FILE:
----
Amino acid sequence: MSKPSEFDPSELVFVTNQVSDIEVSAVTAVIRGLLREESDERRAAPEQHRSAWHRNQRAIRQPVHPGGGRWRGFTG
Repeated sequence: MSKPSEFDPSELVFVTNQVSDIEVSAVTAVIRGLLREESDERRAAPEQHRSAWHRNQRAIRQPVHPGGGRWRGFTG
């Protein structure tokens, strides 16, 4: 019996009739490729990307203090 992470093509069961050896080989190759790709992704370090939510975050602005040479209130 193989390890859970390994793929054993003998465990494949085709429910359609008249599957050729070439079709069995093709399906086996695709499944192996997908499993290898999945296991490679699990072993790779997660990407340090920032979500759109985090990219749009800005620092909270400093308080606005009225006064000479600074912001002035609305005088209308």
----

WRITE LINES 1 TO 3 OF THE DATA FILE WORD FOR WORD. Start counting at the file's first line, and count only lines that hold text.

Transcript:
Amino acid sequence: MSKPSEFDPSELVFVTNQVSDIEVSAVTAVIRGLLREESDERRAAPEQHRSAWHRNQRAIRQPVHPGGGRWRGFTG
Repeated sequence: MSKPSEFDPSELVFVTNQVSDIEVSAVTAVIRGLLREESDERRAAPEQHRSAWHRNQRAIRQPVHPGGGRWRGFTG
């Protein structure tokens, strides 16, 4: 019996009739490729990307203090 992470093509069961050896080989190759790709992704370090939510975050602005040479209130 193989390890859970390994793929054993003998465990494949085709429910359609008249599957050729070439079709069995093709399906086996695709499944192996997908499993290898999945296991490679699990072993790779997660990407340090920032979500759109985090990219749009800005620092909270400093308080606005009225006064000479600074912001002035609305005088209308």